Fitness and Health
Today I received word that Steve Larsen died. At first it was assumed to be the result of a heart attack, but was later determined to be some how associated with a breathing problem he had been having. It’s all still quite vague. Perhaps we’ll know more in a few days.
Although I didn’t know Steve very well, our lives had overlapped a few times. In the 1980s he was an aspiring junior cyclist from Colorado and the same age as my son, Dirk. They used to go to races together. Before either had drivers licenses my wife was their chauffeur. She always said that Steve was a handful at that age.
I next saw Steve at the Sea Otter race in about 1999, I believe. We spoke very briefly. He was racing mountain bike that day but I don’t recall how he did.
Then came July, 2001 when I was the coach of pro triathlete Ryan Bolton. By this time I had been coaching Ryan for four years. Up until then he had been racing ITU World Cup events and been on the 2000 USA Olympic team in triathlon’s inaugural appearance. Following Sydney Ryan decided he wanted to change challenges and win an Ironman. His first would be Ironman Lake Placid. As it turned out, Steve had also decided to become an Ironman athlete after a great career as a roadie and mountain biker. Long story short: Ryan came in second that day to Steve who had an awesome bike leg and then ran a 2:54 on something like 12 miles of running a week (it was the fastest he ever ran). I thought Ryan would be able to run Steve down, but it wasn’t to be. (Ryan went on to win in Lake Placid in 2002).
For the next few years I would occasionally run into Steve at some race. The last time was in Kona. He was always friendly and asked about Dirk and Ryan.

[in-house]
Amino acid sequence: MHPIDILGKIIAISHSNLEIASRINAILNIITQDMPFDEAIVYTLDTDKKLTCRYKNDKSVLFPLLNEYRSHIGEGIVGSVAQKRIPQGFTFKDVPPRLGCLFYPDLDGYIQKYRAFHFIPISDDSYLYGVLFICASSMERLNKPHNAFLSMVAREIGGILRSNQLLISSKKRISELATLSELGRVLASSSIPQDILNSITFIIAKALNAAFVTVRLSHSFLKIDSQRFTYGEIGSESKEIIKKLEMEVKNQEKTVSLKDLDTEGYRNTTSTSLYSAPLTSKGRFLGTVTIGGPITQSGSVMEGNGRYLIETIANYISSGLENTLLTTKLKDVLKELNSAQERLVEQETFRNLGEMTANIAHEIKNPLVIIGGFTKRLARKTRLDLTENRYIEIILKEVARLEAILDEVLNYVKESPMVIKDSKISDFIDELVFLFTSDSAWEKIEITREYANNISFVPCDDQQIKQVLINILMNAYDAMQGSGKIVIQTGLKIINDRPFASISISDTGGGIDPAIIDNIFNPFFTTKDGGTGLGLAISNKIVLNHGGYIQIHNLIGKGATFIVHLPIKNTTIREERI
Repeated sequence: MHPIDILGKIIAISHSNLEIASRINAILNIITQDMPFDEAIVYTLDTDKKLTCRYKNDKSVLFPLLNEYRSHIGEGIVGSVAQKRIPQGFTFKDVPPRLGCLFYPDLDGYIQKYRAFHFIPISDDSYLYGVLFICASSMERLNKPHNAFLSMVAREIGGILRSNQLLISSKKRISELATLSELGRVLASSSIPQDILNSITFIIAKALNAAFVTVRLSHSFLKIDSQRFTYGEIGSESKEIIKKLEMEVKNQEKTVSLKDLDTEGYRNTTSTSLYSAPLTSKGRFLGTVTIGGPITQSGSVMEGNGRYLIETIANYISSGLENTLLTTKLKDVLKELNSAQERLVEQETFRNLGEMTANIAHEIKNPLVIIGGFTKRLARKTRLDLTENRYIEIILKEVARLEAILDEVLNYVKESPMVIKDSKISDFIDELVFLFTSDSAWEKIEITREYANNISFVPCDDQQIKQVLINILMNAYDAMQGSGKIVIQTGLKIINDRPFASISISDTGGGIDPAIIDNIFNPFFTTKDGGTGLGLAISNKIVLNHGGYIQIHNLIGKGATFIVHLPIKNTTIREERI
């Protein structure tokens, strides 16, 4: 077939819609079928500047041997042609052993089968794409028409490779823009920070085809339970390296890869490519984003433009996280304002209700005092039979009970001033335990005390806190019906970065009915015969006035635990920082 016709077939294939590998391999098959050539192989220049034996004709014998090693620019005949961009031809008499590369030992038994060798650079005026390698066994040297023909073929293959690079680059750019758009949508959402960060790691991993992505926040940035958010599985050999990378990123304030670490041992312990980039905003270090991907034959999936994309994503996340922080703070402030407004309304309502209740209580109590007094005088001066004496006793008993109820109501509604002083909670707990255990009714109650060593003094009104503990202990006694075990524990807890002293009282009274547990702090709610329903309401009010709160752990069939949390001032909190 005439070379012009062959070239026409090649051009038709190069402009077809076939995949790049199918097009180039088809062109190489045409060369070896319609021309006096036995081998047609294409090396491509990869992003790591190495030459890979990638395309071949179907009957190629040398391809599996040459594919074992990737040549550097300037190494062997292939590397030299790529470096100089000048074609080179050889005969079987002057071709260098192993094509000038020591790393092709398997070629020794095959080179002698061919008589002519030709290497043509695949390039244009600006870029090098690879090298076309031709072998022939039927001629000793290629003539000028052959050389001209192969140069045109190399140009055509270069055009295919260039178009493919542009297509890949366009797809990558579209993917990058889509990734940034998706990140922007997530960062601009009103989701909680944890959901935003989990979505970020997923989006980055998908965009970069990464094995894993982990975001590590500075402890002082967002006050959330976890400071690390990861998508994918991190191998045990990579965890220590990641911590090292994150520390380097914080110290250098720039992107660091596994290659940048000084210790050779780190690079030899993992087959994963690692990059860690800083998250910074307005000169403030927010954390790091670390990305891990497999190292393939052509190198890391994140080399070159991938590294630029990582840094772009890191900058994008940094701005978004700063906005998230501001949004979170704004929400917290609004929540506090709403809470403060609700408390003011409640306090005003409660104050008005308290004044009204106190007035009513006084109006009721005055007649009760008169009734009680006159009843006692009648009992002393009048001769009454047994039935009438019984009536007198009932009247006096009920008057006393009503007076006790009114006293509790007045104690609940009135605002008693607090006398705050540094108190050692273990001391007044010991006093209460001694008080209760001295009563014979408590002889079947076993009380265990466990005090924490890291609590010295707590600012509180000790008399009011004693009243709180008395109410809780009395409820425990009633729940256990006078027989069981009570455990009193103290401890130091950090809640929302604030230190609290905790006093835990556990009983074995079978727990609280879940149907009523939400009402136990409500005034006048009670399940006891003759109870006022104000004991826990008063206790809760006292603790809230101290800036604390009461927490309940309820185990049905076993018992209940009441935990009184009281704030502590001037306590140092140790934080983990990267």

It’s hard to imagine someone so fit and robust dying during a workout. But unfortunately it happens. The last time something of this magnitude happened was in 1984 when Jim Fixx died while out on a run at age 52. I remember it vividly because at the time I owned a running store and the running boom was still in its formative years.
Fixx was the author of The Complete Book of Running which was published by Random House in 1977. Here you see the cover of that book. The legs are the author’s – at the time a 45-year-old man who had run several marathons. The book was the best selling, hard-cover, non-fiction book ever published as of 1977.
In the book Fixx said that if you ran a marathon you would not die from a heart attack. We all believed him. Something else would eventually get us but it wouldn’t be the old ticker stopping. So you can imagine what his death while on a run in Vermont did to the running community. It scared the hell out of a lot of people who decided to give up the sport believing it was too risky.
Unfortunately, as both Jim Fixx’s and Steve Larsen’s deaths show, great fitness does not mean you also have great health. While this post is mostly just a time for me to reminisce, I’d be remiss if I didn’t point out that you can’t take your health for granted no matter how fit you are. Here's another: Who would have thought that a 25-year-old, World Champion cyclist and Olympian could possibly have cancer in an advanced stage. These things happen even to fit athletes of all ages. You may be fit, but you’re not necessarily healthy. The two are not the same.